Finally, the Foreign Corrupt Practices Act imposes criminal penalties on acts of corruption (according to the US Law) outside of the US jurisdiction. In practice, a US business bribing overseas officials gets criminalized by Federal Law. Importantly, this is a permanent point of interest for investors, i.e. a startup accepting US investment will have to expressly state that it doesn’t violate this law.

Mr Chernier wraps up by listing a couple of most common pitfalls for early-stage founders in the USA:

  • Lack of complete and accurate formation documents, including stock issuances to founders, grants to employees, IP, etc. from the very beginning.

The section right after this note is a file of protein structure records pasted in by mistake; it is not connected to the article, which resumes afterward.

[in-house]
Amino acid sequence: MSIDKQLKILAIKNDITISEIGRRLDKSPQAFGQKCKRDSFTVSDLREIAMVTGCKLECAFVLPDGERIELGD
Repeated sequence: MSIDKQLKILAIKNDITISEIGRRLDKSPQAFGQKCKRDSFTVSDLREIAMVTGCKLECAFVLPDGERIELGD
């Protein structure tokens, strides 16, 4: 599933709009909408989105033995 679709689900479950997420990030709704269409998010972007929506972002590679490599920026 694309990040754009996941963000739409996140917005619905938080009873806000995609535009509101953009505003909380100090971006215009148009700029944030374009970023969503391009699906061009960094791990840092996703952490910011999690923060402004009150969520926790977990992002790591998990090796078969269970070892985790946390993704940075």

• Uninformed attraction to stock-backed crowdfunding where a business targets non-accredited investors that exposes a company to a number of security issues and may push away traditional.VC investors.

Part 2: The UK

CMS UK’s corporate lawyer Adam Legge and partner and corporate M&A Sam Pout took the floor to talk about the peculiar aspects of being a tech founder in the UK.

Mr Pout began by pointing out that the UK Law is largely similar to that of the US when it comes to incorporating tech startups. It is also a popular jurisdiction for launching a startup, and the goals of launching in the UK are also largely similar to the US ones: either selling in the UK more organically or inviting venture capital.

Branch VS Subsidiary

Mr Legge specifies that international businesses can set up either a subsidiary or a branch in the UK. The key differences between the two are: